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ClearPath Provides Comprehensive Summary To Help Employers Navigate New Vaccine Mandate

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As you are probably aware, on Sept. 9, 2021, President Joe Biden signed executive orders requiring federal workers and contractors to get vaccinated against COVID-19. President Biden also directed the Occupational Safety and Health Administration (OSHA) to draft a new emergency rule requiring all businesses with 100 or more employees to ensure all workers are either tested for COVID-19 once a week or fully vaccinated. Fines for non-compliance have employers trying to prepare their workforce and seeking answers.

In an effort to provide clarity on what you can do now based on the knowledge we have and provide insight on what information you should be watching for in the coming weeks, we have pulled together all available information regarding the mandate in this one article for easier review. You can also download the full summary to read or hang onto for reference. 


President Biden’s vaccination requirements focus on four main groups of workers and employers.

Private employers with 100 or more employees
  • Must require vaccination OR
  • Produce a weekly negative test result before coming to work
  • Employers are expected to be required to provide PTO for vaccinations and to recover from vaccine side effects
  • Failure to comply results in fines for employer
Federal Employees & Federal Contractors
  • Required to be vaccinated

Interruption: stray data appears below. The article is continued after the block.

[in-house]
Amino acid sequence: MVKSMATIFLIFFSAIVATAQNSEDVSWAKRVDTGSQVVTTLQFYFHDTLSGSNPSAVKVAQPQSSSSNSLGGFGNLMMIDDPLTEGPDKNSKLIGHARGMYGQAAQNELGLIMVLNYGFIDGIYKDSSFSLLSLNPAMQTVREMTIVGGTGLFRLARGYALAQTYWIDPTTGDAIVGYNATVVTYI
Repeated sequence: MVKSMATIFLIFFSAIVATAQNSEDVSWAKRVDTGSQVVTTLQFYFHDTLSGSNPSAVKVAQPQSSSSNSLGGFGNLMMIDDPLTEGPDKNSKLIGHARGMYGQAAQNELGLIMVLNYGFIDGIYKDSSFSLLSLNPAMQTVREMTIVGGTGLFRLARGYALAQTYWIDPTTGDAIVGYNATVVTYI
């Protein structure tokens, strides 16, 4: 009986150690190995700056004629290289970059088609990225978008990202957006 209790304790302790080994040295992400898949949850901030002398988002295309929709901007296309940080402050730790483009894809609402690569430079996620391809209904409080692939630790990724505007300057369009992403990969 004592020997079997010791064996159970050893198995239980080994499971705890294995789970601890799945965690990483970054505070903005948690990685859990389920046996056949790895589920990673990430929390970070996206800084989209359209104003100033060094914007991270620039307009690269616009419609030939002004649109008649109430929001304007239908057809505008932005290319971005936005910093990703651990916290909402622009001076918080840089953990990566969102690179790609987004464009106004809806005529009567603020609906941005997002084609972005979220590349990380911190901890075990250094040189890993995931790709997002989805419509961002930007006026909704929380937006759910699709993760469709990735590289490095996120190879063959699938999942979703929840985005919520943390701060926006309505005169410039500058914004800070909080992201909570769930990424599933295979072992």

• No option to engage in weekly testing in lieu of vaccination
  • Does not apply to non-executive branch federal employees
Teachers & Staff from federal education-related programs (i.e., Head Start) and schools operated by the Bureau of Indian Education and Department of Defense.
  • Required to be vaccinated
  • No option to engage in weekly testing in lieu of vaccination
Health Care workers at facilities that receive Medicaid or Medicare reimbursement
  • Must require vaccination
  • No option to engage in regular testing in lieu of vaccination

While it has been stated that these requirements are still eligible for religious or medical exemptions as recognized by law, there has been discussion on how these exemptions will be handled and what, if any, accommodations must be offered to these workers.


The Biden Administration plans to implement these changes using executive orders and the rulemaking authority of federal agencies. How these n.ew requirements will be imposed or enforced is yet to be known. Two federal agencies will be involved.